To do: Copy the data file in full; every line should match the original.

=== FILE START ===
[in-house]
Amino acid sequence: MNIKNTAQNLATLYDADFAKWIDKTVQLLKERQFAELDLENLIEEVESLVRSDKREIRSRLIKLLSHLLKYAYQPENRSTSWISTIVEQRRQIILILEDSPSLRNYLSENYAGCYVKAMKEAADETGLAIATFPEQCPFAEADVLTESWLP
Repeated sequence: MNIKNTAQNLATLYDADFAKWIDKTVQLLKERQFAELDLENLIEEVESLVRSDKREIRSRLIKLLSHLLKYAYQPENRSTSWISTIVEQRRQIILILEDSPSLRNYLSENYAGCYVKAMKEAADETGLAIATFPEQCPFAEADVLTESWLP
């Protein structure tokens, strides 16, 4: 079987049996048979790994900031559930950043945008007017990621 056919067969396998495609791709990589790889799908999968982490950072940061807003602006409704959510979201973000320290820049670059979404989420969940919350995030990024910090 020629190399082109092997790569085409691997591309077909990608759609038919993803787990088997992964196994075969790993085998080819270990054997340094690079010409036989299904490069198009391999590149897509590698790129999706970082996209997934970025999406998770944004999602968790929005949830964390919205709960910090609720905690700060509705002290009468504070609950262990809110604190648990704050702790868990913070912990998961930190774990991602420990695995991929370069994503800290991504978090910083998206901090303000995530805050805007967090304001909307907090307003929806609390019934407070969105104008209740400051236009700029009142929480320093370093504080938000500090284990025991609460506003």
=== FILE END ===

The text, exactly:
[in-house]
Amino acid sequence: MNIKNTAQNLATLYDADFAKWIDKTVQLLKERQFAELDLENLIEEVESLVRSDKREIRSRLIKLLSHLLKYAYQPENRSTSWISTIVEQRRQIILILEDSPSLRNYLSENYAGCYVKAMKEAADETGLAIATFPEQCPFAEADVLTESWLP
Repeated sequence: MNIKNTAQNLATLYDADFAKWIDKTVQLLKERQFAELDLENLIEEVESLVRSDKREIRSRLIKLLSHLLKYAYQPENRSTSWISTIVEQRRQIILILEDSPSLRNYLSENYAGCYVKAMKEAADETGLAIATFPEQCPFAEADVLTESWLP
């Protein structure tokens, strides 16, 4: 079987049996048979790994900031559930950043945008007017990621 056919067969396998495609791709990589790889799908999968982490950072940061807003602006409704959510979201973000320290820049670059979404989420969940919350995030990024910090 020629190399082109092997790569085409691997591309077909990608759609038919993803787990088997992964196994075969790993085998080819270990054997340094690079010409036989299904490069198009391999590149897509590698790129999706970082996209997934970025999406998770944004999602968790929005949830964390919205709960910090609720905690700060509705002290009468504070609950262990809110604190648990704050702790868990913070912990998961930190774990991602420990695995991929370069994503800290991504978090910083998206901090303000995530805050805007967090304001909307907090307003929806609390019934407070969105104008209740400051236009700029009142929480320093370093504080938000500090284990025991609460506003």